"It is a great inititiative and I believe CEST will make a major impact in the field of Turkish Studies in Europe," said Dr. Paul T. Levin, Director of the Stockholm University Institute for Turkish Studies (SUITS) and founding member of CEST.

Commited to furthering the independent study of modern Turkey, CEST is the initiative of Kerem Öktem, Professor for Southeast European Studies and Modern Turkey at the University of Graz. CEST is bringing together a number of leading European research institutions in the field of Turkish studies as founding members: University of Oxford, Cambridge University, London School of Economics, École des Hautes Études en Sciences Sociales (EHESS), SciencesPo in Paris,  Universität Hamburg, and Leiden University.

The study of contemporary Turkey has become part of the European academic landscape in ways that would have been difficult to imagine only a decade ago. Several new institutions devoted to Turkish Studies have emerged in recent years, SUITS being perhaps the most ambitious of these. German foundations such as Stiftung Mercator and its Turkish cooperation partner, the Istanbul Policy Center and Sabanci University, now play a major role in funding high quality research on Turkey.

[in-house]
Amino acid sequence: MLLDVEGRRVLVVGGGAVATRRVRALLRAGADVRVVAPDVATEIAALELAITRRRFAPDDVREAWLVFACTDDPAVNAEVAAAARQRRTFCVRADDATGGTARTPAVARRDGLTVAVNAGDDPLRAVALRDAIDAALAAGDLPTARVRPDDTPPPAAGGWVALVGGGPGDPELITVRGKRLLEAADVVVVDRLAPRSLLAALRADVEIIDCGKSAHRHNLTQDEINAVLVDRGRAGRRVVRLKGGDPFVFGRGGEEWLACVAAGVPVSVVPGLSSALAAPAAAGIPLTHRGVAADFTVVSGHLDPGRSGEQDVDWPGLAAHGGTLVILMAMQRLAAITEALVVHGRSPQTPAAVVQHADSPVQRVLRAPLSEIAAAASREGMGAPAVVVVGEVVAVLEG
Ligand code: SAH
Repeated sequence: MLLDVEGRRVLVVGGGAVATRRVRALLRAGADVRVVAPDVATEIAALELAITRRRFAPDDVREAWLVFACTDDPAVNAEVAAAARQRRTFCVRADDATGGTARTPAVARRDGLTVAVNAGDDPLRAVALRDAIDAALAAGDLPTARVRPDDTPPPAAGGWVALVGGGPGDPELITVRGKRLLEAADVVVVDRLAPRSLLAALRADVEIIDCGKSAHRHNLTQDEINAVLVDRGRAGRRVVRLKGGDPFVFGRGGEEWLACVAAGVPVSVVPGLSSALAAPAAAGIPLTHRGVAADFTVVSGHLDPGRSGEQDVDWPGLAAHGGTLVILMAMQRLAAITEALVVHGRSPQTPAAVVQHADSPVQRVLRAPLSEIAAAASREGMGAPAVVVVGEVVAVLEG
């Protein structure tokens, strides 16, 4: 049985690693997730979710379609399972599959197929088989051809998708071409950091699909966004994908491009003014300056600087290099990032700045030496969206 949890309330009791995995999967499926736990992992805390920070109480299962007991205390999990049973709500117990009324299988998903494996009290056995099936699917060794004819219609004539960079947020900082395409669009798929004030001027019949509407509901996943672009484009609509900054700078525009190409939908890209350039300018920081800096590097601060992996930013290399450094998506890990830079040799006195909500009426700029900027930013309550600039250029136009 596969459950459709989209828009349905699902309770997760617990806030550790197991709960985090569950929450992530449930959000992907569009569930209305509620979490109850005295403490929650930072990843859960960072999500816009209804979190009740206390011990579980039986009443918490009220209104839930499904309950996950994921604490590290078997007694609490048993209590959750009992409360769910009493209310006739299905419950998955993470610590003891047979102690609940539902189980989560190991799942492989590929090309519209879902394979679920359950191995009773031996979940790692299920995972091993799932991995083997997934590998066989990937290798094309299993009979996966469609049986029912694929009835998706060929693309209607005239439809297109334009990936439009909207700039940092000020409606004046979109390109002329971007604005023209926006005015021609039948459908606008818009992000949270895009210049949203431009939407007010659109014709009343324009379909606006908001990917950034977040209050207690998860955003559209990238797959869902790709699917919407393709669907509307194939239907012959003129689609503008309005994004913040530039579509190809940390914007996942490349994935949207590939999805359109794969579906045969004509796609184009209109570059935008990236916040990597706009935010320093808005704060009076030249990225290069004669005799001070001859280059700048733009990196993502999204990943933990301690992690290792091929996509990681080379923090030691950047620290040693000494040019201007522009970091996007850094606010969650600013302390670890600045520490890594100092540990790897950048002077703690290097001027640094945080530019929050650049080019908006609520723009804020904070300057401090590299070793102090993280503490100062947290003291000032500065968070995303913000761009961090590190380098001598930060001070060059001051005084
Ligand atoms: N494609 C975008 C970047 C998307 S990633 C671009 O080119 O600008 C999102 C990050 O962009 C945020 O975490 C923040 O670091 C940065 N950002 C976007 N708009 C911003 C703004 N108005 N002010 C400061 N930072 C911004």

"The explosion of interest has much to do with emergence of Turkey as a major regional player and economic powerhouse in the last decade,” according to Dr. Levin.

“As a majority Muslim country that sought to join the European Union and enacted ambitious democratic reforms in the years after the 9/11 attacks, I also think that Turkey’s fate was seen as having broader significance, far beyond the country itself. The increasing political polarization and turbulence in Turkey in recent years only underscore the high stakes involved.”

The role of the Consortium is to convene annual high-quality academic events, create new ways of engaging with the study of Turkey and make this field more accessible to the debates in the social sciences. It also aims at creating platforms of networking and visibility particularly for younger academics through a series of awards.

The first European Symposium will be held from October 1-3 at The Centre of Southeast European Studies at the University of Graz. Titled "Populism, majoritarianism and crises of liberal democracy" the first Symposium seeks to identify and discuss, in comparative perspective, the root causes, dynamics, effects and modes of "illiberal governance."